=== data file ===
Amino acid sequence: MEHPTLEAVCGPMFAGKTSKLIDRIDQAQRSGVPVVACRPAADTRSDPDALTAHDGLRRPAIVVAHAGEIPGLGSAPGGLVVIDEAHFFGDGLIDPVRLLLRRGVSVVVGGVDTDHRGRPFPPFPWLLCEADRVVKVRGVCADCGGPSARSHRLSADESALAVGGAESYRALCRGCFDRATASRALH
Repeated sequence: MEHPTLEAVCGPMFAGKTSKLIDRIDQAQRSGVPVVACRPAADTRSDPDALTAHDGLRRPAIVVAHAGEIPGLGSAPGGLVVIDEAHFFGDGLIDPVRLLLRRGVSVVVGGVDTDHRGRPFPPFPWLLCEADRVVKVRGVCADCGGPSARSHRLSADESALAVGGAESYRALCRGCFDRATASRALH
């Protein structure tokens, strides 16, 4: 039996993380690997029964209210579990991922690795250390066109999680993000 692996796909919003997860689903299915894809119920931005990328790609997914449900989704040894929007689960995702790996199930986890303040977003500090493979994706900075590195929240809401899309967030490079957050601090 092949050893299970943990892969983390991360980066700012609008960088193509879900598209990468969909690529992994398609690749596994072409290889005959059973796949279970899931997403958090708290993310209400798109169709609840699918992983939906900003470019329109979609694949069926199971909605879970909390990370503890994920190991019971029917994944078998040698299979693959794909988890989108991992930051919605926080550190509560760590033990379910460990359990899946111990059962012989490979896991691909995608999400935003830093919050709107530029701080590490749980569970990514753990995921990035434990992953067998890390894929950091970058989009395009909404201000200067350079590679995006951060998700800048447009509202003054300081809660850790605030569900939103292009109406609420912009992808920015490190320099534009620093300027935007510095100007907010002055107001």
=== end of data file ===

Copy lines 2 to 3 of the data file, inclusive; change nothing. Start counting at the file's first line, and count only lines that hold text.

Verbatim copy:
Repeated sequence: MEHPTLEAVCGPMFAGKTSKLIDRIDQAQRSGVPVVACRPAADTRSDPDALTAHDGLRRPAIVVAHAGEIPGLGSAPGGLVVIDEAHFFGDGLIDPVRLLLRRGVSVVVGGVDTDHRGRPFPPFPWLLCEADRVVKVRGVCADCGGPSARSHRLSADESALAVGGAESYRALCRGCFDRATASRALH
């Protein structure tokens, strides 16, 4: 039996993380690997029964209210579990991922690795250390066109999680993000 692996796909919003997860689903299915894809119920931005990328790609997914449900989704040894929007689960995702790996199930986890303040977003500090493979994706900075590195929240809401899309967030490079957050601090 092949050893299970943990892969983390991360980066700012609008960088193509879900598209990468969909690529992994398609690749596994072409290889005959059973796949279970899931997403958090708290993310209400798109169709609840699918992983939906900003470019329109979609694949069926199971909605879970909390990370503890994920190991019971029917994944078998040698299979693959794909988890989108991992930051919605926080550190509560760590033990379910460990359990899946111990059962012989490979896991691909995608999400935003830093919050709107530029701080590490749980569970990514753990995921990035434990992953067998890390894929950091970058989009395009909404201000200067350079590679995006951060998700800048447009509202003054300081809660850790605030569900939103292009109406609420912009992808920015490190320099534009620093300027935007510095100007907010002055107001």